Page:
Ph.D. in Education – Literacy Development and Learning Problems
After teaching high school English language arts for five years, I chose to pursue a Ph.D. in Education at the University of Delaware to learn how to conduct intervention research focused on improving students’ reading and writing achievement.
As a PhD student specializing in literacy development and learning problems, I have collaborated extensively with my doctoral advisor, Dr. Sharon Walpole, and several other UD faculty members to:
- design, implement and evaluate an intervention that teaches fourth- and fifth-grade students how to identify and use informational text structures to support reading comprehension and writing;
- lead the scoring and analysis of K-5 persuasive writing data for a project funded by the U.S. Department of Education’s Innovative Approaches to Literacy program;
- co-author four papers in peer-reviewed journals, two chapters in edited books, and a professional book; and
- present research papers at national and international conferences.
As a result of this support, I was recognized by the International Literacy Association in summer 2018, receiving the Steven A. Stahl Research Grant to aid in funding my dissertation research.
Dr. Walpole, who has created an effective, open-access literacy curriculum called Bookworms, has had a significant impact on the way I approach the design, implementation and evaluation of reading and writing interventions. My experiences in conducting research, teaching undergraduates and providing professional learning to teachers with Dr. Walpole have prepared me for the expectations of a faculty position in literacy education.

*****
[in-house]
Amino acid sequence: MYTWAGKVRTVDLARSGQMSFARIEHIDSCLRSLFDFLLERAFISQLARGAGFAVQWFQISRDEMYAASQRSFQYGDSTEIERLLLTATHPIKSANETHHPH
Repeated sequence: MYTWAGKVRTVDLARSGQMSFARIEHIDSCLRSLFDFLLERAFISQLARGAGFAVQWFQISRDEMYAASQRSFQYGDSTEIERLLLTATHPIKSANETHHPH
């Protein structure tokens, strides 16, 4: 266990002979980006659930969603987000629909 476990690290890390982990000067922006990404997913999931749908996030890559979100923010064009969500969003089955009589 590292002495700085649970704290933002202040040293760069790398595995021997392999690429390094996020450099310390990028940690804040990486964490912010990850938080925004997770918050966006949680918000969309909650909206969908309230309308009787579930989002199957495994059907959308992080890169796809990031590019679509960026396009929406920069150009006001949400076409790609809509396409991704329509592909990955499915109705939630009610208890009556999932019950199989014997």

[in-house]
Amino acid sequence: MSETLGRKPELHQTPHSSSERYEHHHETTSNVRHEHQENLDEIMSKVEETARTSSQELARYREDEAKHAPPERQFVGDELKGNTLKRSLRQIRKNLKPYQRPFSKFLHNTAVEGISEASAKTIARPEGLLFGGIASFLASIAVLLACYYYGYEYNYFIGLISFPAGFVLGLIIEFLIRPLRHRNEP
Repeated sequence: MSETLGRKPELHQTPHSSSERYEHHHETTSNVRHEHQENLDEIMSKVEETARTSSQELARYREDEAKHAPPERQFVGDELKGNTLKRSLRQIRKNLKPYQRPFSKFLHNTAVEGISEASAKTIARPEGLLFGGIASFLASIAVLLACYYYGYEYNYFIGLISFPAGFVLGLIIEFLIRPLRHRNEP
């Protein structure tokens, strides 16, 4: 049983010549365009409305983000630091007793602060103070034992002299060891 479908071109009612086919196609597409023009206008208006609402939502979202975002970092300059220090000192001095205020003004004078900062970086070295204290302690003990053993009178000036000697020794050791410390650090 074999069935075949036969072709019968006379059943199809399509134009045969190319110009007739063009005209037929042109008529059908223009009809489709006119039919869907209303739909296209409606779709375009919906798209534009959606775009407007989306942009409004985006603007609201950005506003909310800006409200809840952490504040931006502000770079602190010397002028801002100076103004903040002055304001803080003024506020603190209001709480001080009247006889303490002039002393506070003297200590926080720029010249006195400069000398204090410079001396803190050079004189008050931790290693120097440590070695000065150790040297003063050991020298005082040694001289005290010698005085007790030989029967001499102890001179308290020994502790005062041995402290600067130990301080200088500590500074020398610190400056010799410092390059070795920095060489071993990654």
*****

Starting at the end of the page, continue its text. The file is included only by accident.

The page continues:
I never could have imagined achieving all of these goals when I first started this program, but the faculty in the School of Education have always encouraged me and supported me in doing so.
My career goal when I started my PhD program was to obtain a tenure-track job as a university professor in a teacher preparation program. CEHD faculty prepared me to be competitive on the job market by providing me the skills to publish in academic journals, present at conferences, and teach courses in the School of Education. I’m happy to share that I have achieved this goal. Beginning in fall 2019, I will be an assistant professor of literacy education at the University at Buffalo, State University of New York.
John is also a recipient of the Fontana Family Graduate Tuition Scholarship in Education. This scholarship supports graduate students in the School of Education whose work aims to improve educational outcomes for students, especially those living in poverty. He also received the University Doctoral Fellowship Award in 2018.